You probably noticed we did not deal at all with the Trump tapes or the Clinton emails, because everyone else in the media are offering a wealth of information on those. We only tried to point out that when it comes to one of Israel’s most burning issues, the escalation of the war north of its border, neither candidate has offered a particularly convincing formula, and Clinton actually declared she would definitely keep US ground troops out of the Syrian civil war.

We should note with satisfaction that Israel was not mentioned even once in the debate and neither was the two-state solution or Jewish settlements. Thankfully, both candidates are too clever to step on that landmine.

JNi.Media

Kurdish Jews Scrambling to Save Prophet Nahum’s Crumbling Tomb in ISIS Territory

Wednesday, August 3rd, 2016

Jewish officials in Kurdistan are trying to save an ancient tomb believed to belong to the biblical prophet Nahum and his sister in the Christian town of Alqosh, some 30 miles outside the ISIS controlled city of Mosul. According to local news reports, Nahum’s tomb has been deteriorating and is in danger of collapsing. The town of Alqosh has been protected by Peshmerga forces since ISIS overran the Iraqi army in the region.

Sherzad Mamsani, a Jewish representative of the Ministry of Endowment and Religious Affairs of the Kurdish Regional Government, has asked UNESCO, the semi-independent Kurdistan Regional Government (KRG) in Iraq, and all foreign diplomats serving in the KRG to help preserve the ancient Jewish site.

“This site does not only belong to Jews. It’s part of human history, therefore saving it is everyone’s responsibility,” Sherzad pleaded in a statement, adding, “We only ask for the renovation of the site, we have previously asked the KRG to renovate it but the work was suspended due to the financial crisis that hit the Kurdistan Region.”

Nahum, whose biblical book (seventh on the list of 12 shorter works by the prophets, between Micha and Habakkuk) identifies him as Nahum of Elqosh, predicted the fall of the Assyrian Empire and its capital Nineveh. His 47 prophetic verses contain no rebuke of the Jews, only comforting promises that they would soon be freed from the Assyrian yoke. Jewish sources are split on the location of Elkosh: some believe it was in Israel, others identify it as the town of Alqosh in northern Iraq.

Nahum’s tomb is located inside a synagogue in Alqosh.

David Israel

Pentagon Confirms American Soldier Killed by ISIS in Northern Iraq

Tuesday, May 3rd, 2016

The Da’esh (ISIS) terrorist group killed a U.S. soldier in Iraq this week, a spokesperson for the U.S. Department of Defense announced Tuesday.

The soldier was “aiding Kurdish fighters near the northern Iraqi city of Mosul,” according to the statement by the DoD spokesperson.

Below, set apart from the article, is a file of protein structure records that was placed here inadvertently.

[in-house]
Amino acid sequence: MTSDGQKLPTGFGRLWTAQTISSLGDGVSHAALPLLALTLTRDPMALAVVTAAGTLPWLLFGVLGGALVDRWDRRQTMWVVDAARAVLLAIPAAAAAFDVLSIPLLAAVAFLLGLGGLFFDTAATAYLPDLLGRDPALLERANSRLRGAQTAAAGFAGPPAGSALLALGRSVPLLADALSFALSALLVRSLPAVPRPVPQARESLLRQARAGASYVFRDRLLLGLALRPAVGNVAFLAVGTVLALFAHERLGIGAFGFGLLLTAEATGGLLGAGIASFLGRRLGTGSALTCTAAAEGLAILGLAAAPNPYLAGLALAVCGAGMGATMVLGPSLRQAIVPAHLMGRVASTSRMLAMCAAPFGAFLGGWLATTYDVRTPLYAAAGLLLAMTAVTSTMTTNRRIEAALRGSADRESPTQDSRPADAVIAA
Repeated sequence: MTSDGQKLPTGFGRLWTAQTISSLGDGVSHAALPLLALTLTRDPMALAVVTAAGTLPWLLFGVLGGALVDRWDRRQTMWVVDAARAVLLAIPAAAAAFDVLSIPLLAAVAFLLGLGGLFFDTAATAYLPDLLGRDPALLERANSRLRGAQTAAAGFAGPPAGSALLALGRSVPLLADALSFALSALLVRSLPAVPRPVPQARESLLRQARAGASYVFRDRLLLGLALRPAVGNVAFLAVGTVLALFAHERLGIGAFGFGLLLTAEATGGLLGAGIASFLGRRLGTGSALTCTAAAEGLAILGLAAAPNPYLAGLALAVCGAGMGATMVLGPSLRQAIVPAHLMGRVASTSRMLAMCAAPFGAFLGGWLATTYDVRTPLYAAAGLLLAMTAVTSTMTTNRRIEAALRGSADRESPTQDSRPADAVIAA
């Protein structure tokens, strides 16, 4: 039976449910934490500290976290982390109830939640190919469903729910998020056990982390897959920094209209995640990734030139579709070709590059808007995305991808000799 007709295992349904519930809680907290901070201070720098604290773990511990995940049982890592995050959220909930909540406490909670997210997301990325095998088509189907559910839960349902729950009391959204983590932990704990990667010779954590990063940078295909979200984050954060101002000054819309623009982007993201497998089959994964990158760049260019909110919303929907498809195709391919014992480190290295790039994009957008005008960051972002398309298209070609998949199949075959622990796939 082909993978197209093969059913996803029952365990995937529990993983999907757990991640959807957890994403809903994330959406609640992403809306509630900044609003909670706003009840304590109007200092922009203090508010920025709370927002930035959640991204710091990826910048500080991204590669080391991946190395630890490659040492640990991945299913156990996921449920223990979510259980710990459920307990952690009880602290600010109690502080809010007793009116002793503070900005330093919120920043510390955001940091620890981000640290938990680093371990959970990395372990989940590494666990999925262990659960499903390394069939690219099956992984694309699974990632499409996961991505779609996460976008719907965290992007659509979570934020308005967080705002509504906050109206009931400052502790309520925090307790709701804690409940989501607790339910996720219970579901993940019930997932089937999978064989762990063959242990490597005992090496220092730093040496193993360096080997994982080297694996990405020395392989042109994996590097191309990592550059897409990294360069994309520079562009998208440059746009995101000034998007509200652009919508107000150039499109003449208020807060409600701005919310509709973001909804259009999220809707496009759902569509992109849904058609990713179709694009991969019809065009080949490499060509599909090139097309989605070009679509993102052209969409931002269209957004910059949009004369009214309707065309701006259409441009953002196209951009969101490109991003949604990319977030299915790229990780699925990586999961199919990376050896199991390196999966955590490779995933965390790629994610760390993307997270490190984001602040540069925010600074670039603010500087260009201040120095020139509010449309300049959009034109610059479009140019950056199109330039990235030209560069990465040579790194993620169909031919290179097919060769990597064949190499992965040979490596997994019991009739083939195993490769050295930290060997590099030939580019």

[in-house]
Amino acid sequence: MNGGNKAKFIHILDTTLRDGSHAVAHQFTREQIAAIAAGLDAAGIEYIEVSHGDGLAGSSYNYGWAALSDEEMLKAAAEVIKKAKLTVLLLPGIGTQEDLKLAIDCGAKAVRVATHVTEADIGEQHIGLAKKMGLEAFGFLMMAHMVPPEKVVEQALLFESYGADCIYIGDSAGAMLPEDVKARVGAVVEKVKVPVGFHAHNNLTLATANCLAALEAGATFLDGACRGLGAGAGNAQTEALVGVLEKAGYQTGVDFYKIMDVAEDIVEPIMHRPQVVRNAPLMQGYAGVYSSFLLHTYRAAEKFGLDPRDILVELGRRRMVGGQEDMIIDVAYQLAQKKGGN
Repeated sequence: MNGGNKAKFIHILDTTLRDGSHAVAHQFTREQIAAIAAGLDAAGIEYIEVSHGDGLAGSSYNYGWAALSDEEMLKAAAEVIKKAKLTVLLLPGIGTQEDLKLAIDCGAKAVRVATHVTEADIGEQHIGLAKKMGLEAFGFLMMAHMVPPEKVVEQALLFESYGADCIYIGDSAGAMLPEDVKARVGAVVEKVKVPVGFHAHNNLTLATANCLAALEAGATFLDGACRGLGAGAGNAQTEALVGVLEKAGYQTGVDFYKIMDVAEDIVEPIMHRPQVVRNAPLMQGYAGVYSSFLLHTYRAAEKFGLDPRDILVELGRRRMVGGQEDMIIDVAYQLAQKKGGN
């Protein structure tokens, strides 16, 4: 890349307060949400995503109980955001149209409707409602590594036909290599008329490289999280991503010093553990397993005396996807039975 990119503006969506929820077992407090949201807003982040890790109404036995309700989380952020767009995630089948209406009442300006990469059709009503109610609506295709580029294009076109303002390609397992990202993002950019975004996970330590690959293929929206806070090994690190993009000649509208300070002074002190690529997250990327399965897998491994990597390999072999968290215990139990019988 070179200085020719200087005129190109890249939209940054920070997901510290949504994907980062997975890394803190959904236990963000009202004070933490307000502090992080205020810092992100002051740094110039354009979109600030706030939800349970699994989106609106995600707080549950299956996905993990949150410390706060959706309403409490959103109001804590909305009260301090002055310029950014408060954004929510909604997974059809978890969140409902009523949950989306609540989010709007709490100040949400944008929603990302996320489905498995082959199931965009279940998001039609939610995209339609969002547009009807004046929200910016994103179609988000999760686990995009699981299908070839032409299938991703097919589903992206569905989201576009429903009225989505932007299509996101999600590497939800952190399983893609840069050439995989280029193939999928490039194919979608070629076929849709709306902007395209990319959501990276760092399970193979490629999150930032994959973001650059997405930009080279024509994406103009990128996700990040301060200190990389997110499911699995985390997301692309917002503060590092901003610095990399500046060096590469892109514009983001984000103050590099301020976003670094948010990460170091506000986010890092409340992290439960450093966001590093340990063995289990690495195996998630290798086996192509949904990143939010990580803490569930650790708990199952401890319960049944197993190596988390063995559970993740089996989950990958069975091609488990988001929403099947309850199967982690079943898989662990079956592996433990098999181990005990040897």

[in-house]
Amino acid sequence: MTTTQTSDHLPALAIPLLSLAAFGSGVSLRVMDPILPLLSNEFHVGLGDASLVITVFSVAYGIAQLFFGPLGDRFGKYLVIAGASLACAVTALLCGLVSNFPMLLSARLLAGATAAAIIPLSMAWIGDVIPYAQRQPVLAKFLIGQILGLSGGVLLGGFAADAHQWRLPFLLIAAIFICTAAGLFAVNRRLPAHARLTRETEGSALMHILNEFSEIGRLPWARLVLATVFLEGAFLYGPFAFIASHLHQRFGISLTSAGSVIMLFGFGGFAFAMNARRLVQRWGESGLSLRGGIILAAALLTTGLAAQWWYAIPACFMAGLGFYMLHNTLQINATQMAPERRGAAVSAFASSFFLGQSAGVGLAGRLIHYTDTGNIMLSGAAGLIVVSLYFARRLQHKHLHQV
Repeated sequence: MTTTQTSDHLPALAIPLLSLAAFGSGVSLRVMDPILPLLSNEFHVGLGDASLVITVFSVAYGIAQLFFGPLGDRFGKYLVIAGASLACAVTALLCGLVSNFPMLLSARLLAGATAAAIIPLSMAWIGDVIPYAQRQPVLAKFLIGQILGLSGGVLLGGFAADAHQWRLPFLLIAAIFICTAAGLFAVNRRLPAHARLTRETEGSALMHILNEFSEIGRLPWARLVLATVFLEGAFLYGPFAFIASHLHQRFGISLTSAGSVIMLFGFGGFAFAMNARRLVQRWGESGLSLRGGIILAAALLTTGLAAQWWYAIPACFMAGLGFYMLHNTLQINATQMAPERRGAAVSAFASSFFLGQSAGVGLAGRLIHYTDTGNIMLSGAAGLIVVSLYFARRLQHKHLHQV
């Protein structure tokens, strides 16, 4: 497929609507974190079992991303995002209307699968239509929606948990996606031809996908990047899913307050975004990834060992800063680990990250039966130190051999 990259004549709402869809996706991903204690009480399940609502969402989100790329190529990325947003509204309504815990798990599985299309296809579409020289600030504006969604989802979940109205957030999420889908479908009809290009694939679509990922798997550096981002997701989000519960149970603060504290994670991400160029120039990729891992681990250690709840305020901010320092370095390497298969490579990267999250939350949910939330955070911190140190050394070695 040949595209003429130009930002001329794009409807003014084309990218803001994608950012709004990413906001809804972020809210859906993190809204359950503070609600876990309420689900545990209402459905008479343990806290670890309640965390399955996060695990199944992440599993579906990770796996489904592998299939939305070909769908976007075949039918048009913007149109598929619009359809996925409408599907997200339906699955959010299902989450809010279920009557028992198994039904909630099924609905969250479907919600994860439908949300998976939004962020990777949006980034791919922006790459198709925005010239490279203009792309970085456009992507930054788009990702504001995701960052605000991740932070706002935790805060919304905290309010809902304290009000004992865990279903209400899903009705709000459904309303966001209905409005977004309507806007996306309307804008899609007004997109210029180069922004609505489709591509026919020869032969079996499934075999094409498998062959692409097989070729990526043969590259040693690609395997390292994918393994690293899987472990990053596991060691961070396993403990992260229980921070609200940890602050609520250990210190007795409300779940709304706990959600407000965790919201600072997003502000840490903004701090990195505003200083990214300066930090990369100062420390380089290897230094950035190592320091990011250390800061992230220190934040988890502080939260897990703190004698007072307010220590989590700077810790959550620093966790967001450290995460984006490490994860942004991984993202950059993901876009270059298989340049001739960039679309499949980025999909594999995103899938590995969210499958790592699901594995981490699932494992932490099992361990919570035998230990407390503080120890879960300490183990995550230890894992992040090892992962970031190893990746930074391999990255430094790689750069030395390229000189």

He was “hit by direct enemy fire about 20 miles from Mosul,” which the spokesperson labeled as the Da’esh “de facto capital in Iraq.”

CBS News quoted U.S. Secretary of Defense Ash Carter as saying in a brief statement “It is a combat death, of course. And a very sad loss,” but giving no detail.

The U.S.-led “Operation Inherent Resolve” also issued a short written statement that said a coalition “service member was killed in northern Iraq as a result of enemy fire.”

The “enemy” was not specifically named by the government, however.

According to CBS News senior national security correspondent David Martin, the soldier was an American adviser to the Kurdish Peshmerga force, working with a unit a couple of miles behind the front line “during a battle with ISIS.”

Some of the terrorists managed to penetrate through the line into Kurdish territory and killed the soldier with a gunshot, he reported, despite air support from U.S. F-15 fighter jets and drones during the battle.

“It was a real battle, not just one-off raid,” Martin reported.

A U.S. Marine was killed by Da’esh rocket fire and several others were wounded in northern Iraq in mid-March.

Hana Levi Julian

Israeli Upgrade to Turkish Tank Protects Soldiers from ISIS Anti-Tank Missile

Sunday, April 24th, 2016

An Israeli upgrade on a U.S.-made M60T tank used by Turkish military forces in Mosul helped save those soldiers from death in a missile attack by Da’esh (ISIS) terrorists last week (April 19).

The attack, seen in a video released April 19 by the terror group, involved a Russian-made 129K9 Kornet ATGM (anti-tank guided missile) fired at a Turkish tank that was on a hilltop.

The missile struck the tank but it did not explode, nor did it burn. The upgrades made to the tank by Israel were sold to Turkey a decade ago.

None of the crew were injured and the tank sustained only minimal damage, according to a Turkish military official quoted by the Andalou Agency.

The tank was deployed by Turkey to Bashiqah, 30 kilometers northeast of Mosul in northern Iraq. The Turkish military source said Da’esh attacked the tank at Bashiqah, incurring minor damage but no casualties.

The source added the Turkish forces immediately returned fire and killed 32 Da’esh fighters.

The Iraqi government was apparently unaware of the presence of Turkish forces in the country until December 2015, according to a report on Thursday (April 21) by Jane’s defense magazine. The government allegedly demanded at that time that Ankara withdraw all of its troops from Iraq, but Turkey ignored the directive. Ankara insisted the base in Bashiqah was established for the purpose of training a militia to expel Da’esh from Mosul.

Hana Levi Julian

Printed from: http://www.jewishpress.com/news/breaking-news/israeli-upgrade-to-turkish-tank-protects-soldiers-from-isis-anti-tank-missile/2016/04/24/